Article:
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You are here: Home Publications CENs Bibliography Tracking the brain in myotonic dystrophies: A 5-year longitudinal follow-up study

Carla Gliem, Martina Minnerop, Sandra Roeske, Hanna Gärtner, Jan-Christoph Schoene-Bake, Sandra Adler, Juri-Alexander Witt, Felix Hoffstaedter, Christiane Schneider-Gold, Regina C Betz, Christoph Helmstaedter, Marc Tittgemeyer, Katrin Amunts, Thomas Klockgether, Bernd Weber, and Cornelia Kornblum (2019)

Tracking the brain in myotonic dystrophies: A 5-year longitudinal follow-up study

PLoS ONE, 14(3):1--21.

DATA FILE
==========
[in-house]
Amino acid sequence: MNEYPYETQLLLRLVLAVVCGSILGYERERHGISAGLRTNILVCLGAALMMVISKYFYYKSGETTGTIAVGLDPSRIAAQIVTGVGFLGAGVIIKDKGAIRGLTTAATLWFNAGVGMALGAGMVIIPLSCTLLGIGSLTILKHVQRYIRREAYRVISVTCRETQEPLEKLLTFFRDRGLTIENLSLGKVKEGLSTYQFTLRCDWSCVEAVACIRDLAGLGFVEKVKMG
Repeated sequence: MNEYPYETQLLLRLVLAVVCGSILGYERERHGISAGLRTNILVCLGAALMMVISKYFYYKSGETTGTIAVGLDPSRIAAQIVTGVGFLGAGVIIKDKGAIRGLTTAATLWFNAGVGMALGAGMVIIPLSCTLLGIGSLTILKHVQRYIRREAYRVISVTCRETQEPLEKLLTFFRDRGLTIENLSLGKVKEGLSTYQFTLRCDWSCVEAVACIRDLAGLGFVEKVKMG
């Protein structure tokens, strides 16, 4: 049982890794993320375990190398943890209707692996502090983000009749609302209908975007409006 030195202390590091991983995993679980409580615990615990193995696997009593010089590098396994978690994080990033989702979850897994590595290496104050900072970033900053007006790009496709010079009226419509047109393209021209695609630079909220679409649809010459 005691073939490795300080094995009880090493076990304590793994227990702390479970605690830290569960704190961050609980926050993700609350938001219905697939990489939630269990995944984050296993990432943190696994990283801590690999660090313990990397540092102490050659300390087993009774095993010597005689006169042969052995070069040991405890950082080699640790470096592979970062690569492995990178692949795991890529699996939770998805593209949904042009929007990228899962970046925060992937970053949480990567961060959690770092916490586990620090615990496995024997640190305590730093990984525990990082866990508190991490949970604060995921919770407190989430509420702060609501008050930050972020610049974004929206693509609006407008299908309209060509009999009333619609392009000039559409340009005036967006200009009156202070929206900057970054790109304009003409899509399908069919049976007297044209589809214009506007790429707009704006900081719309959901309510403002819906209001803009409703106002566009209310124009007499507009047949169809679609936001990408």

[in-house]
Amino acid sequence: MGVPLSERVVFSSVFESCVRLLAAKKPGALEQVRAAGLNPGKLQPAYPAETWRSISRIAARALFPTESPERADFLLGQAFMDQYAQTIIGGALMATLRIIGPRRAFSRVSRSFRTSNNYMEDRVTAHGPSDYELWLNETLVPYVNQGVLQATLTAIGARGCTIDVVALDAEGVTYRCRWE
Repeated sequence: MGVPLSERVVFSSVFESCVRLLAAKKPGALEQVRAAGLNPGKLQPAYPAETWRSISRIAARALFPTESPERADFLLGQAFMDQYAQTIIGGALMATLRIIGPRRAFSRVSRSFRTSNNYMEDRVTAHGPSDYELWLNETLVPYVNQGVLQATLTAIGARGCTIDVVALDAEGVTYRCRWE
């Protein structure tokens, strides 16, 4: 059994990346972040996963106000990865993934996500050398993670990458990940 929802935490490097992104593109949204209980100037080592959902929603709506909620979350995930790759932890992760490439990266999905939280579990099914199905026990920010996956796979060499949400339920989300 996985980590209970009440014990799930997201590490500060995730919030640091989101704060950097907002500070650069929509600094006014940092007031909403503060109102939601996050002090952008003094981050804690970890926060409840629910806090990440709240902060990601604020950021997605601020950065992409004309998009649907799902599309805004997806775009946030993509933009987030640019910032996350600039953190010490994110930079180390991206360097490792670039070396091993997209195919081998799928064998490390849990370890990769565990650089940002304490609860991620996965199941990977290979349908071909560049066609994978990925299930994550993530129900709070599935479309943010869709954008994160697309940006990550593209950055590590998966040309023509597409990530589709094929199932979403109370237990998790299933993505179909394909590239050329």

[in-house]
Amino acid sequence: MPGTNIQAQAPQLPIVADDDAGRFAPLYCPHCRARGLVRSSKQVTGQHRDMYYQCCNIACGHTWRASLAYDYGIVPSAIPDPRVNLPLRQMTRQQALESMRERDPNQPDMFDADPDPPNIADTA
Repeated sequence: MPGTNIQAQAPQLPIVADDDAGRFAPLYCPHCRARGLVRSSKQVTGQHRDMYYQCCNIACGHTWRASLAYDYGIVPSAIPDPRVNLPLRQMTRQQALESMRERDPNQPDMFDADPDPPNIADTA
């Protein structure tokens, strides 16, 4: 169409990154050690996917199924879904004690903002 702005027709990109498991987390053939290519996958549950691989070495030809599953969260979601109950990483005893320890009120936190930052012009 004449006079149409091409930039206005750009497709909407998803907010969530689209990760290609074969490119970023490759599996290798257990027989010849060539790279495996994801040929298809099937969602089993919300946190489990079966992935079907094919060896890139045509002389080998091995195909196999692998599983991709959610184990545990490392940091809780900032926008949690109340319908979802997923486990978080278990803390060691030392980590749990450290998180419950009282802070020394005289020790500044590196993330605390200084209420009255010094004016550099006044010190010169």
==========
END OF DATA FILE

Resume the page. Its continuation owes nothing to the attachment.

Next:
Objectives The aim of this study was to examine the natural history of brain involvement in adult-onset myotonic dystrophies type 1 and 2 (DM1, DM2). Methods We conducted a longitudinal observational study to examine functional and structural cerebral changes in myotonic dystrophies. We enrolled 16 adult-onset DM1 patients, 16 DM2 patients, and 17 controls. At baseline and after 5.5 ± 0.4 years participants underwent neurological, neuropsychological, and 3T-brain MRI examinations using identical study protocols that included voxel-based morphometry and diffusion tensor imaging. Data were analyzed by (i) group comparisons between patients and controls at baseline and follow-up, and (ii) group comparisons using difference maps (baseline–follow-up in each participant) to focus on disease-related effects over time. Results We found minor neuropsychological deficits with mild progression in DM1 more than DM2. Daytime sleepiness was restricted to DM1, whereas fatigue was present in both disease entities and stable over time. Comparing results of cross-sectional neuroimaging analyses at baseline and follow-up revealed an unchanged pattern of pronounced white matter alterations in DM1. There was mild additional gray matter reduction in DM1 at follow-up. In DM2, white matter reduction was of lesser extent, but there were some additional alterations at follow-up. Gray matter seemed unaffected in DM2. Intriguingly, longitudinal analyses using difference maps and comparing them between patients and controls did not reveal any significant differences of cerebral changes over time between patients and controls. Conclusion The lack of significant disease-related progression of gray and white matter involvement over a period of five years in our cohort of DM1 and DM2 patients suggests either a rather slowly progressive process or even a stable course of cerebral changes in middle-aged adult-onset patients. Being the first longitudinal neuroimaging trial in DM1 and DM2, this study provides useful additional information regarding the natural history of brain involvement.

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